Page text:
The function getNearestAgentByRoute(population) returns the nearest agent from the specified population. We do not consider all the population, but we filter the population using the filter() function, and search for the nearest truck only from the subpopulation, containing only the trucks that are currently idle.
The first argument of filter() function takes the agent population, in this case main.vehicles. Then you specify the name for the current agent (v ->), and then you may specify the filter condition(s), in the form: v.<condition>. The function will return the subpopulation containing the agents satisfying the condition(s).
The function inState(state) checks whether the specified state of the agent’s is currently active. This way we filter the results and consider only idle trucks (that are currently located at distributor).
The final statement sends the order that has been created to a truck that was chosen to fulfill the order. The first argument of the send() function is the message that is sent by the function, and the second is the message recipient (truck).
One more thing we want to consider in our model: store information about the current order in a Vehicle agent.
Enable access to orders
- Open the Vehicle agent type diagram from the Projects view.
- Drag the Variable element from the Agent palette onto the Vehicle agent diagram. Name the variable order.
- Choose its Type: ProductOrder. We will use this variable to access the current orders from a vehicle.
Now let’s define how a truck handles the order message when it receives it.
Modify the truck’s statechart
- In the Projects view, double-click the Vehicle agent type to open its diagram.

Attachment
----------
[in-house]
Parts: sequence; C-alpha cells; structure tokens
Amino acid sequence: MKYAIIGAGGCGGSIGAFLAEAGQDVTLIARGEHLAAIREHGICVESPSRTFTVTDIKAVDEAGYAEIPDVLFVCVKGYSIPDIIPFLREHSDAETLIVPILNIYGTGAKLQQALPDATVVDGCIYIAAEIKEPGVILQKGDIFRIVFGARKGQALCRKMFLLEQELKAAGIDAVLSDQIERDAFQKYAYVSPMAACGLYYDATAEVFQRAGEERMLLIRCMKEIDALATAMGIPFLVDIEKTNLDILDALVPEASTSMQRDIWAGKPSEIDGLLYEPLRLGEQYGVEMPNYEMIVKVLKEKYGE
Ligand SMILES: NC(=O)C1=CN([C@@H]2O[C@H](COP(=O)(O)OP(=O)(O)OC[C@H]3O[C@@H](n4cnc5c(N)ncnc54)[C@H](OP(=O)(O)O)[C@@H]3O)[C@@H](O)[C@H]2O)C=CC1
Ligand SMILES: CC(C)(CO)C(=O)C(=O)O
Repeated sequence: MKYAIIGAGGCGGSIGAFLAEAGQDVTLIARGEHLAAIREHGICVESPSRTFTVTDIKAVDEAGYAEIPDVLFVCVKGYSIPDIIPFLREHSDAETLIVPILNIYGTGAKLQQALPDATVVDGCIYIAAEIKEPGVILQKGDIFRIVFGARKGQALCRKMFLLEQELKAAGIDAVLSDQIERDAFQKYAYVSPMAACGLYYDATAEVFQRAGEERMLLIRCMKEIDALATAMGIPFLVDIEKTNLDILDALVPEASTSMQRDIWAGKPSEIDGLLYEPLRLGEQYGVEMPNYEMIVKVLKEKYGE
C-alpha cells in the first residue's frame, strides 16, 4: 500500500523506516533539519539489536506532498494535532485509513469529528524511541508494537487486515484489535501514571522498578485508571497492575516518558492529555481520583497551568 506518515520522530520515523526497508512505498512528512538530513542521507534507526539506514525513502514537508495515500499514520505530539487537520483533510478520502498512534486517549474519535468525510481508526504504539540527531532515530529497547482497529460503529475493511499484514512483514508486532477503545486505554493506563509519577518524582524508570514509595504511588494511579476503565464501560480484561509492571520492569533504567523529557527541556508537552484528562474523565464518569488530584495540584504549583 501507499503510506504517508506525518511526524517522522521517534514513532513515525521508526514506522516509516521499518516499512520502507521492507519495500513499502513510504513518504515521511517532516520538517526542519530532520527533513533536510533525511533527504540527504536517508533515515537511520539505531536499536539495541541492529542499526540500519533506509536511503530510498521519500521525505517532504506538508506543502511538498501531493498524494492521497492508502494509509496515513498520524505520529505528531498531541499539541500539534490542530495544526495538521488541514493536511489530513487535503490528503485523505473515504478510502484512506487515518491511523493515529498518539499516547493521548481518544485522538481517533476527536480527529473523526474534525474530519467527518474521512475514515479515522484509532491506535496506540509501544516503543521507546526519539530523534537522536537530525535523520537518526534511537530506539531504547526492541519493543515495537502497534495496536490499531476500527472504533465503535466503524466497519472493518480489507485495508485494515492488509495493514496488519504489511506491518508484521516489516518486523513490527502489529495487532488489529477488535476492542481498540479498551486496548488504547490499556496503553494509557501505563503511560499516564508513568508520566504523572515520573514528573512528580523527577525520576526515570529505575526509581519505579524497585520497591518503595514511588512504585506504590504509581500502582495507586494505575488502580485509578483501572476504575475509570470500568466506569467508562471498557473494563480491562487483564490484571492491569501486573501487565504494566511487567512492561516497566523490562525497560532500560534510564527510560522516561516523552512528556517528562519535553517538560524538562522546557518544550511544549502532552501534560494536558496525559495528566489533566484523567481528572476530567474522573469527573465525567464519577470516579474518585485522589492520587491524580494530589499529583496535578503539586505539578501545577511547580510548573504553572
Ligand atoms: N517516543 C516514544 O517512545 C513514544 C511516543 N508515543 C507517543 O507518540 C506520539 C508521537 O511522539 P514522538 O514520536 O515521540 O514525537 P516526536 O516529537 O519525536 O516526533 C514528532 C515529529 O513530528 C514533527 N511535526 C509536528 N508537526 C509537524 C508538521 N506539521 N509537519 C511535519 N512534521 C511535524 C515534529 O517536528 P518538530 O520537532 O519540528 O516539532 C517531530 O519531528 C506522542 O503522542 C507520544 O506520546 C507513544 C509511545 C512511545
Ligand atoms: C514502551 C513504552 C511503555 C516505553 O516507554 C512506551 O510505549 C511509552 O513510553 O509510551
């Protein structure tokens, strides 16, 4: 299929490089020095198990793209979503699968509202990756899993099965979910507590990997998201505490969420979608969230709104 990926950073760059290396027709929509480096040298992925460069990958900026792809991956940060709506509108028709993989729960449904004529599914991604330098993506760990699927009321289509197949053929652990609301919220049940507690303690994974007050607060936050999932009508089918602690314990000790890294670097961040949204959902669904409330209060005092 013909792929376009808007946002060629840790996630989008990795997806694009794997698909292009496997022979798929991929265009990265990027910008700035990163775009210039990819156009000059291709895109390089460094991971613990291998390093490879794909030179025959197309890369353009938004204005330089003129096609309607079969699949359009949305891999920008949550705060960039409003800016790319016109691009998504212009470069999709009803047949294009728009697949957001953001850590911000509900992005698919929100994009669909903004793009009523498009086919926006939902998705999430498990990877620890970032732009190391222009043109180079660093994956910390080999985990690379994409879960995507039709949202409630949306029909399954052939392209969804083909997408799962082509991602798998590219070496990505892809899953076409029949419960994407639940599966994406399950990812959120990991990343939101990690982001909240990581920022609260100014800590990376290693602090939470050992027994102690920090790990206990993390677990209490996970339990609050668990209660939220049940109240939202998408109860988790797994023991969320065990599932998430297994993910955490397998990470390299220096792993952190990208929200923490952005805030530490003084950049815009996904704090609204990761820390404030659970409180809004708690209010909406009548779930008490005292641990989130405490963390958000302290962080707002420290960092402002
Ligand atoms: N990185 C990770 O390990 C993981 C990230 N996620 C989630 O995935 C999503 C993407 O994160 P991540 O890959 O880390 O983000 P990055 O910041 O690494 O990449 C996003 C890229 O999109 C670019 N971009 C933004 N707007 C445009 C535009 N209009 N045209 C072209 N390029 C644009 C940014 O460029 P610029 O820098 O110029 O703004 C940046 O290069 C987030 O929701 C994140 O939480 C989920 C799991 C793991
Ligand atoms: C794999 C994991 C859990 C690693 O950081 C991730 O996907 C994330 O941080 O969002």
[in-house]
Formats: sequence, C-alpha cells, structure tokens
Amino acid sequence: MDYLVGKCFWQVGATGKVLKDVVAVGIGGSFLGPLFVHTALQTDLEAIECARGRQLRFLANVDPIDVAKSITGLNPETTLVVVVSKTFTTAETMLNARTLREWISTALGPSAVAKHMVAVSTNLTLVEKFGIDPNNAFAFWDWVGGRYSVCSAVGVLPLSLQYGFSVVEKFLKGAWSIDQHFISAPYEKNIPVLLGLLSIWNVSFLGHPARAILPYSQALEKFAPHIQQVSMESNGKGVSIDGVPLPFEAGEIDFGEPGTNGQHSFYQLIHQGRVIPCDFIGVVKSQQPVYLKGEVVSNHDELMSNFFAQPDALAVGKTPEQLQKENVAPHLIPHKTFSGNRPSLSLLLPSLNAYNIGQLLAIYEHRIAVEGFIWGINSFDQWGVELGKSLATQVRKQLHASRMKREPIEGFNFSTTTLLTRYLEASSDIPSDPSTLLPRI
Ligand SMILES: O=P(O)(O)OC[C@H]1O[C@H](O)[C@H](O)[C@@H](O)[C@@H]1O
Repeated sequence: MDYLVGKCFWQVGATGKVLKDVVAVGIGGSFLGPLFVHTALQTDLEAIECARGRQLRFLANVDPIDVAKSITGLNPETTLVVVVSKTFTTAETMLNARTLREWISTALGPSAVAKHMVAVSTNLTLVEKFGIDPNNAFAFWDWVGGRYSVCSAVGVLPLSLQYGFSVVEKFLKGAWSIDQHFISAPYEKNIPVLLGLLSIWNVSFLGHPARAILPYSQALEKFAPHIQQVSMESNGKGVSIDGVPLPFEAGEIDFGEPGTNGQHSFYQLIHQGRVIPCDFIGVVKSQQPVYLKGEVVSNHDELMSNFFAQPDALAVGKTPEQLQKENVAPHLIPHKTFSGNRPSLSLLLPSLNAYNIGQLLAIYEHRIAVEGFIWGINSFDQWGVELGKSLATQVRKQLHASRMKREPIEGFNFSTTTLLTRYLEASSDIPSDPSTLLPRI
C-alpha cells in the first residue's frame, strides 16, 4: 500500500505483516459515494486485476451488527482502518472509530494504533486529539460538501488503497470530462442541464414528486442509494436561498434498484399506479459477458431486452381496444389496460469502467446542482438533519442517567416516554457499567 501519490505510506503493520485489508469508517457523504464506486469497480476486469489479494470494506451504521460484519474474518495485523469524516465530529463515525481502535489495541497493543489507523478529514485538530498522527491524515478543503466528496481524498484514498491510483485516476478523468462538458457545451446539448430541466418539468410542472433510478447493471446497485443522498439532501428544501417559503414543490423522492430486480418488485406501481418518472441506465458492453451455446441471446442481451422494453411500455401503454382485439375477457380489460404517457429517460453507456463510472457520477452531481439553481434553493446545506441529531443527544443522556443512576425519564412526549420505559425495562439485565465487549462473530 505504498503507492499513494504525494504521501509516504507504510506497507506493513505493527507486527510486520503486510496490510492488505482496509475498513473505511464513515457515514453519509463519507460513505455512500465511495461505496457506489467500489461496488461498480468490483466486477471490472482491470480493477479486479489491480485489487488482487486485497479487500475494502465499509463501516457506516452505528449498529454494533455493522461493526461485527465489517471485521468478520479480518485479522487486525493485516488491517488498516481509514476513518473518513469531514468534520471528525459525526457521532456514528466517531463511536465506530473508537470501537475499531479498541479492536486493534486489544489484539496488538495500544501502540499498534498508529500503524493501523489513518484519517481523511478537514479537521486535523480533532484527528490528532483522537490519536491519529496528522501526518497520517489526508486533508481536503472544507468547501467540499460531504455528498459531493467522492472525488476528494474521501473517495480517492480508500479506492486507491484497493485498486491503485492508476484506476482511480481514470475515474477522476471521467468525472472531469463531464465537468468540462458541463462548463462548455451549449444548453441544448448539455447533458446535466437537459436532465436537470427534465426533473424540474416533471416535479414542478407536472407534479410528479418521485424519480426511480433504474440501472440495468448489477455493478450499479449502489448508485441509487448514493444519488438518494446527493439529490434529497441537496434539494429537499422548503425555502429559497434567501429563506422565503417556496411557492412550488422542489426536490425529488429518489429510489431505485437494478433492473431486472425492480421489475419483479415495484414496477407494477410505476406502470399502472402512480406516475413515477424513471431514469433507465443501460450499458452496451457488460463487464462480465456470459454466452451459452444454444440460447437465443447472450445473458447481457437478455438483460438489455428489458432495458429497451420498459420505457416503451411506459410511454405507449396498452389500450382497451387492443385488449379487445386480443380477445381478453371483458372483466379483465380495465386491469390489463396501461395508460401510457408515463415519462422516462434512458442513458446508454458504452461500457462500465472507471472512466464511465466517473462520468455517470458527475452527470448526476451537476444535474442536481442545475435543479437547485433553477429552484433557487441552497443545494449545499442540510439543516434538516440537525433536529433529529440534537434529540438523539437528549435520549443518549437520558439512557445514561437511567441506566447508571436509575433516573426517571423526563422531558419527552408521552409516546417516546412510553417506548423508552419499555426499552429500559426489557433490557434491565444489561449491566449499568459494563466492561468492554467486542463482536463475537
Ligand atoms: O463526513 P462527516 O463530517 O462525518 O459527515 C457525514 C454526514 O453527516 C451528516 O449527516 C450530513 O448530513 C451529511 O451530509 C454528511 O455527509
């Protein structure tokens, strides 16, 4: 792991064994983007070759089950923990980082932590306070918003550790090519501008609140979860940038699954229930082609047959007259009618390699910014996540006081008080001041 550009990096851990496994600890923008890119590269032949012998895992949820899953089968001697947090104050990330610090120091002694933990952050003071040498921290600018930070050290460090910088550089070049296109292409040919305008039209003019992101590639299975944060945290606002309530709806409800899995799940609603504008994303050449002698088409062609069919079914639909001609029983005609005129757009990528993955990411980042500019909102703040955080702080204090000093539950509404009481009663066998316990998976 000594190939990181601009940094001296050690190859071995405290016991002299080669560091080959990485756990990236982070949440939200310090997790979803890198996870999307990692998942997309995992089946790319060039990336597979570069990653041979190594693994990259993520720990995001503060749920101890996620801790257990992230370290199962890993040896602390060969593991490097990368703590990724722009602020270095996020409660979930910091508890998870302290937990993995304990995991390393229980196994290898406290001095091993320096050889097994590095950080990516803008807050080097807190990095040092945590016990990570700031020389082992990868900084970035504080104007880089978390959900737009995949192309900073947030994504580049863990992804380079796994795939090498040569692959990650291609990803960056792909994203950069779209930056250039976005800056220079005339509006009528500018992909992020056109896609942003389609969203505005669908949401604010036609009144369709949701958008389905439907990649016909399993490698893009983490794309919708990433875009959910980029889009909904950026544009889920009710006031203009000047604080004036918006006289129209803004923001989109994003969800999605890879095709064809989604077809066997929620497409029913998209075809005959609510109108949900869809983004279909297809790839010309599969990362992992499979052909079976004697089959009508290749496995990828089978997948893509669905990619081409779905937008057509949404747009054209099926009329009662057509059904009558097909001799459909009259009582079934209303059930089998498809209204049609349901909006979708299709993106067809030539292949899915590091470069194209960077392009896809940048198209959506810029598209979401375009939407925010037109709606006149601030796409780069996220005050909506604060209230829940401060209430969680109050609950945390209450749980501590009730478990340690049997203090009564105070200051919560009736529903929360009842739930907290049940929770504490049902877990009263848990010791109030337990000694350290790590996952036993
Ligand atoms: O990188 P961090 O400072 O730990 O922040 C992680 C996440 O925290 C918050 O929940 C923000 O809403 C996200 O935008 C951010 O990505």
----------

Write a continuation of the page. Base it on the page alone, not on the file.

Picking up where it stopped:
Currently a vehicle starts its movement to a retailer according to the trigger type of the transition leading from the
MovingToRetailer state. The transition is set to be triggered with the specified rate: once per day. We want to change the logic — now a truck will start its movement on the order message reception.
- Set the transition to be Triggered by: Message.
- Specify the Message type: ProductOrder. This way we tell AnyLogic that only the messages of the ProductOrder agent type will trigger this transition.
Modify the transition’s Action. Now the truck will not randomly select the retailer to move to. Instead of this, we will send the truck to the particular retailer who sent this product order. Here we use the msg variable in Java code. This way we access the just received message. msg is a local variable available in the given context. To see a list of local variables click in the field and then hover the mouse over the bulb shown to the left of the field.
The second line stores the received order in the vehicle’s variable order.
Now we have defined the message sending and receiving logic. Let’s run the model and see how it works now.
You will see that trucks move to fulfill the orders they receive. But eventually you will get the error message as shown in the figure below:
The error description informs that the destination agent is "null". null is Java keyword that means that the referenced Java object does not exist. In our case it means that we have finally met the case when all the trucks are busy with delivering products, and the second statement of the requestDelivery event’s action returned and assigned null value to the truck variable. This value was used by the send() function as the destination for the message we send, so AnyLogic could not assign a new order to a truck since all the trucks were busy at the moment, and informed us about this error.
Let’s handle this situation by modifying the event’s action.
Modify the event’s action
- Select the requestDelivery event and open its Action section of the properties.
Modify the Action code as shown in the figure below.
Now we first check whether there is an idle truck to receive the order, an only if it exists, we send the order message to this truck.
Run the model again. You will see that trucks deliver products successfully and no error messages are shown anymore.
Demo model: Supply Chain GIS - Phase 4